Observing Ultrafast Photoinduced Dynamics in a Halogen-Bonded Supramolecular System

We uncover how the halogen bond can be exploited to direct sequential dynamics in the multi-functional crystals, offering crucial insights for developing ultrafast-response times for multilevel optical storage
Published in Chemistry, Materials, and Physics
Observing Ultrafast Photoinduced Dynamics in a Halogen-Bonded Supramolecular System
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Title: Schematic image of the intermolecular interaction induced by spin crossover ligand expansion
This illustration shows the [Fe(Iqsal)2]+ cation being photoexcited and transferring energy through a halogen bond,  inducing a strain effect on the [Ni(dmit)2] anion, causing a structural change.

Halogen bonds are intermolecular interactions that arise from the attraction between a halogen atom (group 17 elements in the periodic table) and another atom with lone pairs, more generally a molecular entity with high electron density. Understanding the distinctive and highly directional nature of halogen bonds is crucial for crystal engineering and studying photoinduced structural deformations, which is key for the development of innovative photo-functional materials.

However, the influence of halogen bonds on the rapid photoinduced changes within supramolecular systems remains largely unexplored due to a lack of experimental techniques that can directly observe the halogen bond in action.

To solve this problem, we explored the photoinduced dynamics associated with the halogen bonds of the prototypical halogen-bonded multifunctional system [Fe(Iqsal)2][Ni(dmit)2]·CH3CN·H2O on the ultrafast timescale, triggered by change in electron spin or spin crossover (SCO) mechanics.

SCO is a phenomenon observed in some transition-metal coordination complexes, wherein a spin transition between low-spin (LS) and high-spin (HS) states is triggered through changes in temperature, pressure, or light. SCO accompanies relatively large volume changes and can be controlled by photoinducing different responses in the multifunctional crystals.

 [Fe(Iqsal)2][Ni(dmit)2]·CH3CN·H2O is a typical example of such multifunctional crystals, which exhibits both thermally- and photo-induced SCO-related phase transitions. In this system, [Fe(Iqsal)2]+ cations and [Ni(dmit)2] anions are bound by halogen bonds. The low-temperature (LT) phase exhibits LS state of the [Fe(Iqsal)2]+ cations and strong dimerization of the [Ni(dmit)2] anions, while the high-temperature (HT) phase exhibits HS state cations and weak dimerization of anions, which has been considered as the result of the halogen bonds. The question is how does the halogen bond direct electron density and spin changes to impact functions as part of undergoing these phase transitions. Another question is whether the phase and material properties can be controlled.

We investigated the ultrafast photoinduced molecular dynamics involving SCO of the [Fe(Iqsal)2]+ cations and dimerization of the [Ni(dmit)2] anions by combining three methods: time-resolved transient visible absorption spectroscopy, time-resolved mid-infrared reflectivity spectroscopy, and ultrafast electron diffraction to study the dynamics from different viewpoints, covering electronic, vibrational, and structural aspects of the system. This comprehensive approach allowed for a thorough investigation of the photoinduced change of the states, providing a deeper understanding of the underlying processes and intermediates involved. We discovered the existence of a photoinduced transient intermediate state (TIS) different from the LT and HT phases, characterized by the HS state of [Fe(Iqsal)2]+ cations with strong dimerization of [Ni(dmit)2] anions. This TIS state is achieved in the ultrafast timescale, within a few picoseconds, while the final state, similar to the HT phase, is achieved through sequential slow dynamics over approximately 50 picoseconds.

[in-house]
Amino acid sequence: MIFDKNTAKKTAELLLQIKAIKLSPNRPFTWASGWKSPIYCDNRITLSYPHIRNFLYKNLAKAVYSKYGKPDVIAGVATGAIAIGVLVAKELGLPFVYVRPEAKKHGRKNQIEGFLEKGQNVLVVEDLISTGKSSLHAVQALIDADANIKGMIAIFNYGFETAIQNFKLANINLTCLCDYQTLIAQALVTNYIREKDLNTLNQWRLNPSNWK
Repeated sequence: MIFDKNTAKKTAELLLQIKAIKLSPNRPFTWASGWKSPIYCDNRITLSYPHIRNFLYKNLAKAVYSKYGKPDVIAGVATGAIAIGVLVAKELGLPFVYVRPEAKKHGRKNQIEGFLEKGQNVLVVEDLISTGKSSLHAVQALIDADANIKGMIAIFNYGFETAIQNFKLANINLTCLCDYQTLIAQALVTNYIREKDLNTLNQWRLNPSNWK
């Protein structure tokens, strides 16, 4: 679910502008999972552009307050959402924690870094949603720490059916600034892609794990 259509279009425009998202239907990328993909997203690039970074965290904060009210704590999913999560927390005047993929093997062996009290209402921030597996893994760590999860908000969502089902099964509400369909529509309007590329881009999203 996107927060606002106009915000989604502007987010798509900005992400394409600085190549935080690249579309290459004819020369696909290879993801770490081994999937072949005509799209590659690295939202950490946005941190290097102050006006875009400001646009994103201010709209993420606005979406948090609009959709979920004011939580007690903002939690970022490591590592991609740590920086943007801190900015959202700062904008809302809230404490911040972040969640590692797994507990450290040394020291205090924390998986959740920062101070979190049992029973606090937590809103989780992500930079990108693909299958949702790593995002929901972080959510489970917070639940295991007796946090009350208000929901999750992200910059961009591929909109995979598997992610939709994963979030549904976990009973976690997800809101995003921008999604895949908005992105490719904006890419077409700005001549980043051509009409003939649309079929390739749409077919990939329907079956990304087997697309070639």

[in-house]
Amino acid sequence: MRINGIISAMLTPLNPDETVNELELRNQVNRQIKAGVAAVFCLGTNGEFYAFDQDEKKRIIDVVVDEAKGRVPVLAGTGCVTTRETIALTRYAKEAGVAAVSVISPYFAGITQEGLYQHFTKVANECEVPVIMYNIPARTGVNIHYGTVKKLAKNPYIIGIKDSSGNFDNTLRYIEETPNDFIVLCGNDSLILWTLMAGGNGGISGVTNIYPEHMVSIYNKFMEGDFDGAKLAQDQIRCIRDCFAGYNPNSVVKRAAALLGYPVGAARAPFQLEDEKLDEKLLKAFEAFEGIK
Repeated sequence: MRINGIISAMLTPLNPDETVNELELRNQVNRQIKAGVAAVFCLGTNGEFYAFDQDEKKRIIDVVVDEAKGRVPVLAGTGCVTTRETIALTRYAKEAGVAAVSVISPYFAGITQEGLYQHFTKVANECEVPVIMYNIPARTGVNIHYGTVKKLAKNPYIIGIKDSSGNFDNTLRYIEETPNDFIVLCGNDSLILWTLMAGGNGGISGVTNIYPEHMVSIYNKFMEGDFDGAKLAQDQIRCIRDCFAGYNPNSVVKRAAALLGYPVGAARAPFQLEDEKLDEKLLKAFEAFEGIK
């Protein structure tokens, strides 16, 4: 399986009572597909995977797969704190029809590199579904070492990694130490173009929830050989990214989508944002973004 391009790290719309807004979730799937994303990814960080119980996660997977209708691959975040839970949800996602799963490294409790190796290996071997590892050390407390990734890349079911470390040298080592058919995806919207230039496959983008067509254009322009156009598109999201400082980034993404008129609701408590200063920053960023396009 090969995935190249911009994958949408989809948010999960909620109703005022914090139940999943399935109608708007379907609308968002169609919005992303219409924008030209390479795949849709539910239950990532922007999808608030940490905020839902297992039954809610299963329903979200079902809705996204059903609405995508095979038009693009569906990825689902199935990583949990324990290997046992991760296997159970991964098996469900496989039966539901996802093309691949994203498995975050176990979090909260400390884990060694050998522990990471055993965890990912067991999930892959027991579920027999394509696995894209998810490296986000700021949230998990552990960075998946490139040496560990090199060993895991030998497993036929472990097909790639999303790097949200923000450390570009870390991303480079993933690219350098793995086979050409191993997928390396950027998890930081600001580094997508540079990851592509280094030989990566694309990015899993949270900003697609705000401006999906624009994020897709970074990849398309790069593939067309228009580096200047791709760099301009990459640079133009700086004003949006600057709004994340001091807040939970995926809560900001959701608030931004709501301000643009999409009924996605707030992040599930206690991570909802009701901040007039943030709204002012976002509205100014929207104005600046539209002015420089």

Furthermore, to elucidate the role of the halogen bonds in the above-mentioned photoinduced sequential dynamics, we conducted quantum chemistry calculations using the ultrafast electron diffraction results. Our analysis revealed the persistence of halogen bonds between the cation and the anion guiding the sequential dynamics. Photoexcitation of the [Fe(Iqsal)2]+ cation expands the SCO ligand shell, reaching TIS. This state, being unstable, transfers the excess energy of the [Fe(Iqsal)2]+ cation to the [Ni(dmit)2] anions through vibrational energy transfer via halogen bonds. In addition, the rapid expansion of the SCO ligand shell builds strain on the nearest [Ni(dmit)2] anions in the halogen bond direction. These two effects result in dimer softening of the [Ni(dmit)2] anions. Please watch a short video, see below, that illustrates these ultrafast dynamics.

Overall, the present results underscore the importance of halogen bonds in the photoinduced dynamics, offering a better understanding of the synergistic spin transition. Our study highlights the importance of ultrafast investigations in monitoring ultrafast electronic and structural dynamics. Our study indicates the potential for utilizing halogen bonds for fine-tuned functional control in photo-active supramolecular systems, with applications in fast multilevel optical data storage.

Credit of this figure: Tokyo Tech

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Physical Chemistry
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